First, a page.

Loeb Stories - Central Catholic Baseball
The Aviators worked with BoilerComm, Purdue's student run public relations firm, to gather stories from those that have been involved with Loeb Stadium over the years. Here is what they gathered with Tim Bordenet of Central Catholic High School Baseball. For more stories, see:
- Paul "Spider" Fields, Bill Olds, and Mark Strader - Lafayette Jeff Baseball
- Tim Clark - Colt World Series
- Joe Bumbleburg - American Legion Baseball
- Mayor Tony Roswarski - City of Lafayette
- Brad Cohen - Lafayette Leopards & Arni's Restaurant
- Fan Stories
Feature Story on Interview with Tim Bordenet of Central Catholic Baseball
It was a typical spring evening at Loeb Stadium. Longtime rivals Central Catholic and Lafayette Jeff were preparing to compete in the most anticipated high school baseball game of the season, and the noise of excited fans echoed through the Stadium. For Tim Bordenet, this evening was anything but typical. Not even the commotion of the jam-packed stadium could silence his own nervous thoughts. Like many who grew up in Lafayette, Tim had spent a great deal of his childhood coming to games at Loeb. However, this time was different. Tim was a freshman on the varsity team, and this was the most exhilarating yet terrifying game he had ever played. Sweaty palms, stomach churning, and adrenaline running through his veins, the first inning started and there was no turning back. As each inning passed by, Tim’s nerves slowly began to fade and he enjoyed playing the game he loved. A few innings later and the Central Catholic Knights had defeated Lafayette Jeff. The crowd roared with excitement and Tim sighed with relief.
Since that remarkable win over Jeff, Tim Bordenet has never stopped chasing the thrill of the game. Throughout high school, Bordenet continued to play for the Knights and joined the American Legion and Colt World Series leagues. He currently serves as the Athletic Director and Head Baseball Coach for Central Catholic and has been a coach for several Colt World Series teams. Devoting a great deal of his life to baseball has taught Tim that not every game results in the same sense of pride he felt after playing his first game at Loeb. It’s losses like the nail biting 1985 Colt World Series Championship later in his career that create humble athletes like Tim who bring a greater appreciation for winning to the game.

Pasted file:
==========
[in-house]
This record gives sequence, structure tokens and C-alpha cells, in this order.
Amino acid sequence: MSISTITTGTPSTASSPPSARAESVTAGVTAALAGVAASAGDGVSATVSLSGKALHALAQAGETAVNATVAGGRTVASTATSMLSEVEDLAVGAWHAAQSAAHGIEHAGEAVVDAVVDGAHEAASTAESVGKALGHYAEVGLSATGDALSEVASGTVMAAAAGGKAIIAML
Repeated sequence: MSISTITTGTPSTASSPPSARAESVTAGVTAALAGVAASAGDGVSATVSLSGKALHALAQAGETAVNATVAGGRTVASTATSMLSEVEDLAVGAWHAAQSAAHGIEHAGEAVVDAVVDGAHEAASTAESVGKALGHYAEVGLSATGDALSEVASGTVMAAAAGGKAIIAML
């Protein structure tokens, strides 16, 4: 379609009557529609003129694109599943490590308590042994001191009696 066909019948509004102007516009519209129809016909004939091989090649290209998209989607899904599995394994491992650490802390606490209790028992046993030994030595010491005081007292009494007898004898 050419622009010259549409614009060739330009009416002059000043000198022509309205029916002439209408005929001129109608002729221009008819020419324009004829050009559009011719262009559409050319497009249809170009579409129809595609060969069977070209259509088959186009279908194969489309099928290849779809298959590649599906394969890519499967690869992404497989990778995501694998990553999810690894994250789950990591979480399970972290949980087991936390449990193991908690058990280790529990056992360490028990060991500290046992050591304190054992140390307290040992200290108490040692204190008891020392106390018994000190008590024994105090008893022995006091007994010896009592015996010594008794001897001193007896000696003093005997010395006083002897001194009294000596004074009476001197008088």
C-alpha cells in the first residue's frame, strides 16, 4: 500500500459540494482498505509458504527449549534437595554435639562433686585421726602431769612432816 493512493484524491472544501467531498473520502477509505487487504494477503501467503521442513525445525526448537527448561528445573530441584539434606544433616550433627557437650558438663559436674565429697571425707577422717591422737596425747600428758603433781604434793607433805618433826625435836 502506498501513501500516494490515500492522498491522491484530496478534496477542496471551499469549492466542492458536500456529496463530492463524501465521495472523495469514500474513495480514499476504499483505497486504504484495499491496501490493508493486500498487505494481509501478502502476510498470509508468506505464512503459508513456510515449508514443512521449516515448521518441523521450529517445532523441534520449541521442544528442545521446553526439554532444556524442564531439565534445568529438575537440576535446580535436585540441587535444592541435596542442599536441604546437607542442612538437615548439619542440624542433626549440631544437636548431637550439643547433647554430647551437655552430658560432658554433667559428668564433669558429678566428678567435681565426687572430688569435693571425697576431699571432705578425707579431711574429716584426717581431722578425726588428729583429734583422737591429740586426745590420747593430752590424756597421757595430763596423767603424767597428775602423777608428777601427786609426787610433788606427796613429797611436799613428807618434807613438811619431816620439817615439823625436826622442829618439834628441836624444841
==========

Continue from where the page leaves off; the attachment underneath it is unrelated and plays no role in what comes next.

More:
When asked about his most vivid memory from Loeb stadium, Bordenet described playing in this unforgettable game. Bordenet and his teammates had advanced past the first three rounds, securing themselves a place in the winning bracket for their last game. A victory over Ocean View California was the only barrier between them and the title of 1985 Colt World Champions. But the title that many were sure would be Lafayette’s for the taking was secured by Ocean View in an unanticipated comeback. Unfortunately, Bordenet and his teammates weren’t able to take home the championship title, but making it as far as they did was still an amazing feat.
The loss of the 1985 Colt World Series contributed to the stick-with-it attitude that is evident in Bordenet’s successful coaching career. If anyone needs proof of his success, it’s not hard to find. In fact, Tim did eventually get a Colt World Series Championship. This came in 1999 when Tim coached the Hoosier North team to glory.
Tim has led seven teams to state championship titles and two runner-up titles during his time at Central Catholic and is also the youngest person ever to be inducted into the Indiana Baseball Hall of Fame.
Perhaps the secret to his success is forgetting about the fancy trophies and titles and just encouraging his teams to play for the love of the game, like he did in his first game at Loeb. “It doesn’t matter the wins or losses, it’s the enjoyment and excitement that you see from the players,” said Bordenet.
Bordenet takes pride in the unbreakable bond that he shares with his old teammates and those he has coached over the years. “You know you might not see each other or talk to each other all the time, but when you get back together it seems like it was just yesterday you had those successes and failures that are part of the stadium history,” Bordenet said.
Over the years, Loeb stadium has served as a common area for all community members—baseball fans or not. The new Loeb Stadium will embody the same sense of community pride, and will be built on the foundation of memories from people like Tim.
For the full audio and transcript of the BoilerComm's interview with Tim Bordenet, visit: http://www.lafayettebaseball.com/promo/cc-transcript.